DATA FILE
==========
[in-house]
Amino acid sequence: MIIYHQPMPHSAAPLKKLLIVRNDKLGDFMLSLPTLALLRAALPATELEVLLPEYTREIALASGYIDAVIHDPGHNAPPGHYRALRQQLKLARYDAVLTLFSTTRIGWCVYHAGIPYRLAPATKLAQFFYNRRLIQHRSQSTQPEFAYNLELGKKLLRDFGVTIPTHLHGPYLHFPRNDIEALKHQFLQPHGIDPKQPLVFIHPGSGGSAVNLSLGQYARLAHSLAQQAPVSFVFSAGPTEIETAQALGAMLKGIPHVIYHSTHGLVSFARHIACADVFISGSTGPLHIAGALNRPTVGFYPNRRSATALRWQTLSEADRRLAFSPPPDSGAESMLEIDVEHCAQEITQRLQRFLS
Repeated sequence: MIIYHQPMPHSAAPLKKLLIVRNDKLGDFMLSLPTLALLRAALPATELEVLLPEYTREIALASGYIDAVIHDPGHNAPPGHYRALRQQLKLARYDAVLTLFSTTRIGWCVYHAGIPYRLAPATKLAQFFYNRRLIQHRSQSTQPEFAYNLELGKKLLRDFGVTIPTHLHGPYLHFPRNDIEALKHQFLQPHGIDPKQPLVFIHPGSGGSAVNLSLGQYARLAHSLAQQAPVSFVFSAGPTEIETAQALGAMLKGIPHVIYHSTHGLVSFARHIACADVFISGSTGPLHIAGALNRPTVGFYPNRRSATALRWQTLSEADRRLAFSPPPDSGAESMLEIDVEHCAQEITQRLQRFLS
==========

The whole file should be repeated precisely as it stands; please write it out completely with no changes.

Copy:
[in-house]
Amino acid sequence: MIIYHQPMPHSAAPLKKLLIVRNDKLGDFMLSLPTLALLRAALPATELEVLLPEYTREIALASGYIDAVIHDPGHNAPPGHYRALRQQLKLARYDAVLTLFSTTRIGWCVYHAGIPYRLAPATKLAQFFYNRRLIQHRSQSTQPEFAYNLELGKKLLRDFGVTIPTHLHGPYLHFPRNDIEALKHQFLQPHGIDPKQPLVFIHPGSGGSAVNLSLGQYARLAHSLAQQAPVSFVFSAGPTEIETAQALGAMLKGIPHVIYHSTHGLVSFARHIACADVFISGSTGPLHIAGALNRPTVGFYPNRRSATALRWQTLSEADRRLAFSPPPDSGAESMLEIDVEHCAQEITQRLQRFLS
Repeated sequence: MIIYHQPMPHSAAPLKKLLIVRNDKLGDFMLSLPTLALLRAALPATELEVLLPEYTREIALASGYIDAVIHDPGHNAPPGHYRALRQQLKLARYDAVLTLFSTTRIGWCVYHAGIPYRLAPATKLAQFFYNRRLIQHRSQSTQPEFAYNLELGKKLLRDFGVTIPTHLHGPYLHFPRNDIEALKHQFLQPHGIDPKQPLVFIHPGSGGSAVNLSLGQYARLAHSLAQQAPVSFVFSAGPTEIETAQALGAMLKGIPHVIYHSTHGLVSFARHIACADVFISGSTGPLHIAGALNRPTVGFYPNRRSATALRWQTLSEADRRLAFSPPPDSGAESMLEIDVEHCAQEITQRLQRFLS